door hinge repair kits ebay.

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                            • #19
                              I saw this in one of those newsletter tech posts. Figured to add it here as well...




                              pin.jpg
                              3 ~ Tudor's
                              Henry Ford said
                              "It's all nuts and bolts"


                              Mitch's Auto Service ctr

                              Comment


                              • #20
                                Original Thread

                                Please allow me to give a shout out to Snyder's for their hinge pin remover tool, A-46335-T.

                                I had two stuck hinge pins on the rear driver's side door. I ordered this part on Thursday, received it late Friday. I install the tool but decided to wait until today to work with the tool. I was able to move both pins with this tool and now the pins are able to be removed. It was the easiest tool that I have used to remove hinge pins.

                                Thanks,
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                                • #21
                                  From a News Letter tech tip!

                                  067087F4-A70D-4F44-BE02-BA0C4A2B35CC.jpeg
                                  3 ~ Tudor's
                                  Henry Ford said
                                  "It's all nuts and bolts"


                                  Mitch's Auto Service ctr

                                  Comment


                                  • #22
                                    Thanks much Mitch
                                    Phil

                                    Comment


                                    • #23
                                      This above hinge pin removal procedure worked well for me on my Sport Coupe. I just needed the particulars. I first cut the paint around the head of the door pin so it wouldn't tear the paint, soaked it a couple of days with penetrant. I didn't use that big roto-hammer (all though I did have one in my arsenal) just a small $12.99 air impact hammer kit from Harbor Freight. I sharpened the tip a little on the pointed chisel and pre-drilled a dimple in the bottom of the door pin. I taped cardboard to the car to protect the finish and a couple of short blast on the trigger and out they came. Maybe they were loose all ready but a lot of penetrating lube and heavy hammering with a drift did not do the trick.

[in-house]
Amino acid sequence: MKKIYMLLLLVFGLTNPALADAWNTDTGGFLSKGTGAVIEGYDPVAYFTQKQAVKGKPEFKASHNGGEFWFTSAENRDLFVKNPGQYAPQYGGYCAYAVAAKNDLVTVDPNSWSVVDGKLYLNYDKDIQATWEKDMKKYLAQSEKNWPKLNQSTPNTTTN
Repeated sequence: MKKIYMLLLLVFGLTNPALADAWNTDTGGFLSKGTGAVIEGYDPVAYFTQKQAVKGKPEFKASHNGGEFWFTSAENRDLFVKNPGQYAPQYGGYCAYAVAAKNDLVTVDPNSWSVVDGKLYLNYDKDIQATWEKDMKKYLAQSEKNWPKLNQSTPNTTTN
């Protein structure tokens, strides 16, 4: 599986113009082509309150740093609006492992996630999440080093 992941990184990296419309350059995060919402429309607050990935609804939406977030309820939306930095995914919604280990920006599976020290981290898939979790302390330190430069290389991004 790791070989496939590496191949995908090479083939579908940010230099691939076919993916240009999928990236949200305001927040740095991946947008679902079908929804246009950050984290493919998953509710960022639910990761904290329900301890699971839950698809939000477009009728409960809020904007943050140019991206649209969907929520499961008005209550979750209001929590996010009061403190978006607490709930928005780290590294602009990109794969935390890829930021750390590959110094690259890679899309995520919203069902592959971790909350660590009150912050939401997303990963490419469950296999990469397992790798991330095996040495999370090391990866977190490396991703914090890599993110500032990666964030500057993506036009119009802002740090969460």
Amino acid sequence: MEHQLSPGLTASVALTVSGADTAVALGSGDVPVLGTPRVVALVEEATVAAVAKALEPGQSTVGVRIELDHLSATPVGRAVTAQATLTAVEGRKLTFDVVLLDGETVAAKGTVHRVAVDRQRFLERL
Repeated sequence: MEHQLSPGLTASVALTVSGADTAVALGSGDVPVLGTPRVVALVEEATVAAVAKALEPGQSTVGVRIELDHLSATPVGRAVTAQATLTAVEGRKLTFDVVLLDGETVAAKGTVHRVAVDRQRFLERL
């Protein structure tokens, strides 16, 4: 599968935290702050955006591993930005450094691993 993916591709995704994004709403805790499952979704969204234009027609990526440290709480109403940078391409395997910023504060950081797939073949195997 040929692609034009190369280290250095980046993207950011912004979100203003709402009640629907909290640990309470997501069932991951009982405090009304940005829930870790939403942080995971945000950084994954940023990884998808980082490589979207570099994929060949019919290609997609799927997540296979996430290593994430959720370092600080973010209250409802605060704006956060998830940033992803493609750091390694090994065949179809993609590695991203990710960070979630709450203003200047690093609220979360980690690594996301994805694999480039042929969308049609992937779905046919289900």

I'm going to help a friend do this procedure tomorrow and hope it works as well. I'll let you know.
                                      Last edited by Fixitphil; 04-29-2020, 06:01 PM.

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                                      • #24
                                        It worked as well as before. I just covered the body with some card board for protection, Cut around the top of the pin with a box knife so it would not tear the paint, dimpled the bottom of the pin with a counter punch and rat-a-tat-tat, it came out. I had to turn my pressure down to about 60 psi as it was a little to strong on the "hammer" (slipped off).
                                        Both the owner of the car and I had tried to drive it out with a drift but that did not work. I do have to say that at neither times were the old pins I took out were worn (grooved) so that could add another problem to the job??
                                        At least give this a try. It's just a small investment at Harbor Freight for the impact hammer and of course you have to have a small compressor (3 gallon 1/3 hp). Very smooth operation!!

                                        Comment